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Clinton Crosses a Line

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By Robert D. Novak
Thursday, May 29, 2008

When Hillary Clinton said, "We all remember Bobby Kennedy was assassinated in June in California," she was not saying anything she had not publicly declared earlier. Yet those words sparked a political firestorm, raising among Democrats new levels of anti-Clinton sentiment and concern about Barack Obama's viability in the general election.

After Clinton cited the 1968 murder of Robert F. Kennedy as reason for remaining a candidate for the presidential nomination, I contacted many activist Democrats -- both pro-Clinton and pro-Obama. Without exception, they felt Clinton had crossed a line and inflicted a grievous wound on the party that will be difficult to heal.

This recalls Milton's 17th-century tragic poem "Samson Agonistes" -- portraying Samson as a battler. "Eyeless in Gaza" was the poet's reference not only to physical blindness but also to failure to comprehend reality. As "Hillary Agonistes," she threatens to bring down the temple of the country's oldest political party.

Clinton's infamous comments to the editorial board of the Sioux Falls (S.D.) Argus Leader last Friday came when she was asked why she was still competing in the South Dakota primary June 3. In March, when Time magazine asked her whether remaining in the race would hurt the party, she replied: "Primary contests used to last a lot longer. We all remember the great tragedy of Bobby Kennedy being assassinated in June in L.A." According to campaign sources, that has been a commonplace observation made in private by Bill Clinton.

Poor taste by the Clintons is matched by their poor knowledge of history. Kennedy's campaign against Hubert Humphrey 40 years ago is not comparable to the Clinton-Obama marathon. When he was killed, Kennedy had been a candidate for only 2 1/2 months and Humphrey for two months. Contrary to the impression given by Sen. Clinton, Kennedy was not a presumptive nominee stopped by an assassin. Humphrey enjoyed a decisive lead in delegates that Kennedy surely would have been unable to erase. As for 1992, Bill Clinton clinched the nomination in April -- not June, as his wife's claim implied.

Her recent performance has led loyal Democrats to talk to me about Clinton in the same terms that Republicans have used for 16 years, branding her as untruthful, deceitful and unscrupulous. This condemnation is not limited to Obama partisans. One seasoned Democratic operative, who voted for Clinton in his home state's primary but was not part of her campaign, said of her comments about Kennedy, "I think it was about as hideous as it gets."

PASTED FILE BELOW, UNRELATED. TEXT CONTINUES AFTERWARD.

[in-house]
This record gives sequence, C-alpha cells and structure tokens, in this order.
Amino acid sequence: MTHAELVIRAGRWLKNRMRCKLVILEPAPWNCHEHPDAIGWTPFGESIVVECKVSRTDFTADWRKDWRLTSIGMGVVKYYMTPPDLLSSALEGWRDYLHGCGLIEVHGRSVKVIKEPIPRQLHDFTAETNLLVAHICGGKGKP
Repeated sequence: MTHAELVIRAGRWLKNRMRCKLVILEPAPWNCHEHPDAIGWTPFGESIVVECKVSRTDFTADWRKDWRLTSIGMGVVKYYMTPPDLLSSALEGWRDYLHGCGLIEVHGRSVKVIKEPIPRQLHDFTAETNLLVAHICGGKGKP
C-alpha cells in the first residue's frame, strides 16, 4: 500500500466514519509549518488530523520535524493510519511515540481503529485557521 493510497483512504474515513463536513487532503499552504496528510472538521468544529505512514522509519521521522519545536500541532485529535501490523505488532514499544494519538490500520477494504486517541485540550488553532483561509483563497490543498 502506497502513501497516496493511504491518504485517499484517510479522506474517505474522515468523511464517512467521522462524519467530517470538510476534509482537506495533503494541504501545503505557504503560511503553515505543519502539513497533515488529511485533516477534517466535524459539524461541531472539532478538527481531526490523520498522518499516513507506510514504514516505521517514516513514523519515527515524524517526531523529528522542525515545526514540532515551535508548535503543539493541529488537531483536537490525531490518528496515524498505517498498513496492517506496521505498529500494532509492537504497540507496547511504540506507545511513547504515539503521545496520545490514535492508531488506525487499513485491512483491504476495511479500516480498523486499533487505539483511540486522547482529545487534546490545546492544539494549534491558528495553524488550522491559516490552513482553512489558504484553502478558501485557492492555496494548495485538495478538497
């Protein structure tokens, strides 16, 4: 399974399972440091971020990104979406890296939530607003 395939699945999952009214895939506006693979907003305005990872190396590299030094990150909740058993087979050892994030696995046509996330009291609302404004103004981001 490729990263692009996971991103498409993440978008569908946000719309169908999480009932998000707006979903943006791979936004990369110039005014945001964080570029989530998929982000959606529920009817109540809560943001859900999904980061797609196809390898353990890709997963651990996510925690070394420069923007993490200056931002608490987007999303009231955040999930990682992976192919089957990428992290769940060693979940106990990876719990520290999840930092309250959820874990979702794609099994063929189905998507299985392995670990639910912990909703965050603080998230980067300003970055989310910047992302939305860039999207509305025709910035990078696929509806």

The defection of famous Clinton supporters continues. The New York reformer Sarah Kovner, an ardent Clintonite and close associate of Clinton strategist Harold Ickes, turned up at an Obama rally. Investment banker (and former deputy Treasury secretary) Roger Altman, a charter "FOB" (Friend of Bill), is reported by Democratic sources to be advocating an end to the Clinton campaign despite the former president's vigorous protests.

But not all Clinton supporters have given up. Her labor backers from the American Federation of State, County and Municipal Employees (AFSCME), the American Federation of Teachers and the International Association of Machinists continue the fight. On Monday, AFSCME President Gerald McIntee elicited booing of Obama at a Clinton rally in Ponce, Puerto Rico.

The noxious atmosphere contributes to counterintuitive results in a national Newsweek-Princeton poll last week. Despite plunging Republican support thanks to an unpopular war and president and a declining economy, the survey showed a tie -- 46 percent to 46 percent -- between Obama and John McCain.

Most startling was that 19 percent of Democrats said they would vote Republican. "Will 60,000 old white women in Ohio vote for McCain and make him president?" asks a prominent Democrat.

Many Democrats, not all of them Obama supporters, feel a need to end the contest for the nomination to reduce that 19 percent slice of apostates. But it won't happen Saturday, when Democratic National Committee members meet to determine whether to seat Michigan and Florida delegates. The Clinton camp this week rejected a contemplated compromise, promising more struggle rather than reconciliation. It looked like Hillary Agonistes, eyeless in Gaza.

© 2008 Creators Syndicate Inc.


© 2008 The Washington Post Company

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